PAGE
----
1 1/2 Stars
is an overlong and plodding screen adaption of the Hasbro game. That this ungainly monotonous monstrosity emerged from the hands of gifted filmmaker Peter Berg, is all the more disheartening. As the film collapses from one meaningless scene to another. All hope for even a mindlessly entertaining film are dashed. Characters constantly make illogical decisions. The acting is on the level of a CW nighttime soap opera, and the screenplay is needlessly drawn out with pointless scenes and the dumbest “meet cute” sequence in recent memory. Plot threads go nowhere, while the third act twist generated an enormous amount of (unintentional) laughter. Taylor Kitsch is Alex Hopper, a mid-20’s screw-up facing jail-time for breaking into a convenience store to obtain a burrito for Samantha (Brooklyn Decker). To avoid a prison stint Alex enlists in the Navy along side his upstanding brother, Commander Stone Hopper. All is not well however, turns out Alex and Sam (even the girls have the boy names in this adolescent male fantasy), are in love much to the chagrin of her father, Admiral Shane (Liam Neeson). This human story is then interrupted by the appearance of an alien vessel at sea, during a military training exercise among the US and Japanese Naval Fleet.
The outer-space armada shows up right at the 30 minute mark, and from then on Battleship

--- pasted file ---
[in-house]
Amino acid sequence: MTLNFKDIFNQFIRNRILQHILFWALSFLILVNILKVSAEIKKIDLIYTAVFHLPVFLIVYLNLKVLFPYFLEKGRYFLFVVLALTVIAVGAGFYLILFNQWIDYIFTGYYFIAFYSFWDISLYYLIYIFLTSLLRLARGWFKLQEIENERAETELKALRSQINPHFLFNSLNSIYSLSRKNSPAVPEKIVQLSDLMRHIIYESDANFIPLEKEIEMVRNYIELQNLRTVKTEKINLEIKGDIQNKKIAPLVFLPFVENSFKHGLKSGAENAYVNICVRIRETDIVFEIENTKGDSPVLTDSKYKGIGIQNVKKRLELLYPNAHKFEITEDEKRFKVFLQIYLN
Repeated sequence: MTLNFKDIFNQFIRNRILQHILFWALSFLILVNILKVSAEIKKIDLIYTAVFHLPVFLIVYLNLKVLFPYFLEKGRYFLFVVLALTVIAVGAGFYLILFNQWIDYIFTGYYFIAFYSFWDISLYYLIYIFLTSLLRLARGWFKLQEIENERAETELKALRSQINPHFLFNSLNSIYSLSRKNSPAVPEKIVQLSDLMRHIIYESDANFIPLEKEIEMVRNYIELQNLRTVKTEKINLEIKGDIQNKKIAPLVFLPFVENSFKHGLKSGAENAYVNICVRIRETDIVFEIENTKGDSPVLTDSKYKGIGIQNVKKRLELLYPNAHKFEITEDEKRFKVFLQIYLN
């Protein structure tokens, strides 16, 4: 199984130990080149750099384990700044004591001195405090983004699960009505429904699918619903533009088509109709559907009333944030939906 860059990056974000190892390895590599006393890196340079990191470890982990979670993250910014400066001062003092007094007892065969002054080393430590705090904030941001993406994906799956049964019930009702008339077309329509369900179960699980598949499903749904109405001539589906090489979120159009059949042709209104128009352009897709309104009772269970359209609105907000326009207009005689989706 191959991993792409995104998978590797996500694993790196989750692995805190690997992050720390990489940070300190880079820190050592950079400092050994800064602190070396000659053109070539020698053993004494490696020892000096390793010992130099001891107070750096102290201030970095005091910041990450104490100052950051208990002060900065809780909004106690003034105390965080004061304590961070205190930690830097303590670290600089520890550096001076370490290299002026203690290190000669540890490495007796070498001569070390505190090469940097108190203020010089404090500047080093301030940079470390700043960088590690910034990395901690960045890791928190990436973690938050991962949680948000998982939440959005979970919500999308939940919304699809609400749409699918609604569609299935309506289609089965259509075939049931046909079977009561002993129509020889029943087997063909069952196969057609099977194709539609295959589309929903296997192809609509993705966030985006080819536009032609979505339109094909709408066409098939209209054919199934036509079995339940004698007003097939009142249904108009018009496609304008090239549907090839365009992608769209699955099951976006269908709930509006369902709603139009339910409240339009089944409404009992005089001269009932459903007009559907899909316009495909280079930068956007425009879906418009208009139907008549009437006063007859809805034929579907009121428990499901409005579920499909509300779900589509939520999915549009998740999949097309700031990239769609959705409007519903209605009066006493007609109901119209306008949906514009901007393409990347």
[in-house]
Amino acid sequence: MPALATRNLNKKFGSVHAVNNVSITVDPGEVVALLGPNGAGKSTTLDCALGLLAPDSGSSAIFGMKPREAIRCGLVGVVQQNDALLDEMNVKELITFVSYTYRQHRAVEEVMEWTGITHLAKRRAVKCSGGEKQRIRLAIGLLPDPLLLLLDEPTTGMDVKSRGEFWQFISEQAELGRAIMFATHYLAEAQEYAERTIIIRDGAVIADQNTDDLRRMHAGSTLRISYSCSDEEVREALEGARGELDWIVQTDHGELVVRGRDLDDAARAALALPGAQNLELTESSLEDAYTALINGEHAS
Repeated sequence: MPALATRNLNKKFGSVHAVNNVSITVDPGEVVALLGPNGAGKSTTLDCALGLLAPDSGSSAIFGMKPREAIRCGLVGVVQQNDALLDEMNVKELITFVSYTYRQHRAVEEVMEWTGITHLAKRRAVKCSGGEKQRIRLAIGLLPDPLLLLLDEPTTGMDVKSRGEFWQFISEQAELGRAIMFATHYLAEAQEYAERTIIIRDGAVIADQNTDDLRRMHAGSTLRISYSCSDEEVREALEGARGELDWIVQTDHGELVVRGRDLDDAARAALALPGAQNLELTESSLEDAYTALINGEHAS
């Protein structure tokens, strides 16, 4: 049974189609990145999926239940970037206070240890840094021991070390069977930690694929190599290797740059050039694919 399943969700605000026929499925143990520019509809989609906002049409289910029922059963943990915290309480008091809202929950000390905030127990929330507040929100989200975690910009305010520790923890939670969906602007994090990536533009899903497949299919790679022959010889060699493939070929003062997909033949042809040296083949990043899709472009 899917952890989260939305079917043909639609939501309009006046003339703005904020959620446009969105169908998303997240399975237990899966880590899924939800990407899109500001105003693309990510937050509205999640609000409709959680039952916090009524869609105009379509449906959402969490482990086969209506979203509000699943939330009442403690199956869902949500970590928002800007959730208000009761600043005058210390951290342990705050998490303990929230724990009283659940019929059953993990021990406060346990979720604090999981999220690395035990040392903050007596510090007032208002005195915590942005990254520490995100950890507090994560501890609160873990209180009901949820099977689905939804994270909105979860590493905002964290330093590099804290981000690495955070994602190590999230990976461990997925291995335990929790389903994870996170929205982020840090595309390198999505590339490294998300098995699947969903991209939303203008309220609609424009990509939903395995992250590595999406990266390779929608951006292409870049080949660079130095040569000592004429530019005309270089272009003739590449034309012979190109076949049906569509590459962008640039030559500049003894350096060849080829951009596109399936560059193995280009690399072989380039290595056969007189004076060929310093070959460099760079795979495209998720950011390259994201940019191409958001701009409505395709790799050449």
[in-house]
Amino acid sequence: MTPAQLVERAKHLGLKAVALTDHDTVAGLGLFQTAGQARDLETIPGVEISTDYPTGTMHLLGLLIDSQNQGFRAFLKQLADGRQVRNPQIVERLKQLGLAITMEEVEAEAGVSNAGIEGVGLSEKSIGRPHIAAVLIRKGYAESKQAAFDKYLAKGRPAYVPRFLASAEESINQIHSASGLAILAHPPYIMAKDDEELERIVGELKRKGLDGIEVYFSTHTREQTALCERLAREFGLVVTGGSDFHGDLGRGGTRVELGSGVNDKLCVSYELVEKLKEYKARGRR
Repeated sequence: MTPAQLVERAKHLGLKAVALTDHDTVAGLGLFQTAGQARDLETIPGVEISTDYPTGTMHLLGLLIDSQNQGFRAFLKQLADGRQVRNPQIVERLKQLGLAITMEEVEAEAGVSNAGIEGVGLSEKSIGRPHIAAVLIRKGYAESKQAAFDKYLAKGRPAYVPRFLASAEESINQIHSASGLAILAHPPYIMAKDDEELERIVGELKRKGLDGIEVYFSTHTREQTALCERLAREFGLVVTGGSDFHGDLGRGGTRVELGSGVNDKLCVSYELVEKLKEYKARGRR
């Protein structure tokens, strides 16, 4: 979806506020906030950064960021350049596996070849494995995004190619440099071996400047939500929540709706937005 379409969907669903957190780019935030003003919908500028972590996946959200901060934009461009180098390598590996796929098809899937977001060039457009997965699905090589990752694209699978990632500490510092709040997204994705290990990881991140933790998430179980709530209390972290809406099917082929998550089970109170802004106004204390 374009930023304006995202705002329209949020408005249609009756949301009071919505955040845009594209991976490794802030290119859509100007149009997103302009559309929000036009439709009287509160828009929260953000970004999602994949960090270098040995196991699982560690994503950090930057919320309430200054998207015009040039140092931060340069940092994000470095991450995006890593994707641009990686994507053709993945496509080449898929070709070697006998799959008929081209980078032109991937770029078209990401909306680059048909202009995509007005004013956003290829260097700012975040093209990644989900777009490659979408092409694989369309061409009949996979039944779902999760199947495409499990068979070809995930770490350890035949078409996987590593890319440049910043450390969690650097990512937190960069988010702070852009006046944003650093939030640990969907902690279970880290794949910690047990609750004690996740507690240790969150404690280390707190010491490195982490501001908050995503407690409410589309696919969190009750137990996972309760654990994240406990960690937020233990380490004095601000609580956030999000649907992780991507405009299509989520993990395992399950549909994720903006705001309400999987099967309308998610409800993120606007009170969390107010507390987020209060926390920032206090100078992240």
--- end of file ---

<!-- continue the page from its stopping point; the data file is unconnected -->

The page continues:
begins to sink under its own weight. The script runs out of ideas early on and the actors aren’t charismatic enough to hold our attention. It all becomes a glossy product with no identifiable characters or soul. Out of the three lead stars not one is a legitimate actor. Kitsch, a former model, is as wooden as a cigar store Indian. Rihanna is attractive but sorely miscast. Its Brooklyn Decker who posses the most charisma and seems poised to have the longest screen career of the trio. As dull as I felt Kitsch’s performance in John Carter
was, he is even less expressive here. The surprise is that he and director Peter Burg have had a long and successful relationship.
Above all Battleship is one great big disappointment. I will admit that my curiosity was ignited by the coming attractions trailer, then my skepticism began to grow as the marketing outright mimicked the Transformers blue-print. In terms of direction, Berg is a strong enough filmmaker to not have to ape Michael Bay’s territory. I will give credit to the special effects gurus. There are also a few very effective images that seem right out of Spielberg and Kubrick heaven, most memorably, the image of Kitsch being dwarfed by the monolith raising out of the sea. I think a crucial error on the part of the creative team, is not giving us a clear-cut villain or any sense of why these extra-terrestrials have landed in the first place. Battleship is the kind of infantile movie that ends with multiple characters giving one another nods of approval, even though siblings and countless service men and women have been slain. Oh, and by the way, where is the President or any other branch of the military in all this? How does the public react to an alien invasion at sea? These are just a few of the many questions that I had time to think about as my eyes glazed over and my mind began to wonder during the course of the punishing 130 minute running-time.
Director: Peter Berg
Stars: Taylor Kitsch, Alexander Skarsgård, Brooklyn Decker